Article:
I chose to visit Deerfield Spa in East Strousbourg, Pennsylvania, close to where I live in New York. The entire facility is smaller and more intimate than some of the larger spas across the country, almost like a bed and breakfast.
In speaking with repeat visitors, I found they were attracted to the small and unpretentious atmosphere; a place you would feel comfortable going alone. Money and location were also factors, but not the most important consideration.
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Both women I spoke with had weight loss goals that they had battled for awhile, and felt they got extremely valuable help with eating, nutrition in general, and fitness goals. Most classes had both a beginner to intermediate level, and there were mostly two to choose from during each time slot.
A similar experience can be found at Lake Austin Spa Resort in Texas where I’ve trained fitness staff in the past. It’s got fewer choices in terms of fitness classes and other amenities, but has the small, intimate feel and offers personal attention to each client.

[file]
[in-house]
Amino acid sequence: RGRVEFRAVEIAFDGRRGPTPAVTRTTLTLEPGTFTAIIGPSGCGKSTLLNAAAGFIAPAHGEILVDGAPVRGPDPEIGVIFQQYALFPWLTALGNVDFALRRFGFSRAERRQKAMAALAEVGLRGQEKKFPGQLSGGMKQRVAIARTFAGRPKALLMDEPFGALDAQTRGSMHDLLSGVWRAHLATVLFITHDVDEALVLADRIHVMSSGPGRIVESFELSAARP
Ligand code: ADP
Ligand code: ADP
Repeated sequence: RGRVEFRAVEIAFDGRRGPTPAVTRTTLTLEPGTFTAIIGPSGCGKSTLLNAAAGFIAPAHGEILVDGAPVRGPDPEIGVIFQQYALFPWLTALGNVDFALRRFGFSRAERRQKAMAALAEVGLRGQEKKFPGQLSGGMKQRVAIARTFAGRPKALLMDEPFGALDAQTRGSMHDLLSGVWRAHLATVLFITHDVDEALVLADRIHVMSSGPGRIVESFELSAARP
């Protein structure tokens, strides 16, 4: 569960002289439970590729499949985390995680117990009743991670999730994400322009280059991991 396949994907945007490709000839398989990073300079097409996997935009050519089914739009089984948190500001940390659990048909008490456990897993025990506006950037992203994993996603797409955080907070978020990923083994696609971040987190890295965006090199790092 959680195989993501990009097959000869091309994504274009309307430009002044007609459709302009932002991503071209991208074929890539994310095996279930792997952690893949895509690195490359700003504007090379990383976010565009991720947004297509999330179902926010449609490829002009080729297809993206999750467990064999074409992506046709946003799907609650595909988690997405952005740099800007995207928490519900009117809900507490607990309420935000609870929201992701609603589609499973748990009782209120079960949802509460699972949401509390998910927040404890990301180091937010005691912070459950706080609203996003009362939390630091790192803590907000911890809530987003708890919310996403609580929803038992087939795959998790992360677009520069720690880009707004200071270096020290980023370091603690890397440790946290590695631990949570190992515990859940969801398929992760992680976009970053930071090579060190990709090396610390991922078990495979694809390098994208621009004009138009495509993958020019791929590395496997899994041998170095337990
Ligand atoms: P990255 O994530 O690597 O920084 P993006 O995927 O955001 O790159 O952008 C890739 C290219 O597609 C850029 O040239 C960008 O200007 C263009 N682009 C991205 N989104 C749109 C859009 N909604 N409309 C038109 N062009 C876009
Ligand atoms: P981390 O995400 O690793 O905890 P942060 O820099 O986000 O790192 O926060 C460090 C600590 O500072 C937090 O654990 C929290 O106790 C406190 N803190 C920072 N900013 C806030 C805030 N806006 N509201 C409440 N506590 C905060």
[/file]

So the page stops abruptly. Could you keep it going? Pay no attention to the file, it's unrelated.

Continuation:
On the flip side, a prior visit to Canyon Ranch in Tucson, Arizona is an entirely different experience. Canyon Ranch seemed more corporate (if you will … like a well-oiled machine). It’s certainly friendly, beautiful and inviting, but with many more people walking here and there with robes on going to and from various spa treatments, I could see how it might be intimidating for more introverted personalities. That being said, there is the benefit of being able to “lose yourself” in a bigger place, where it’s easier not to be seen and noticed.
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That’s when it hit me how important it is to assess what type of place you want before you go. If you are already an avid exerciser, will a smaller place with fewer classes be too easy?
Would you prefer a bigger place where you can melt away into the crowd if you want? Or does a smaller place appeal, where it will be more like a girls’ weekend retreat?
For those who prefer a more rounded-out experience where the focus really is on behavioral and lifestyle changes, Pritikin Longevity Center & Spa in Miami is one of the most famous facilities. Here, there is huge amount of options in terms of health and wellness, beginning with a full medical analysis. In addition to personalized medial evaluation and exercise classes, nutritionists also teach guests everything from learning what to order when going out to restaurants to how to read labels in the supermarket.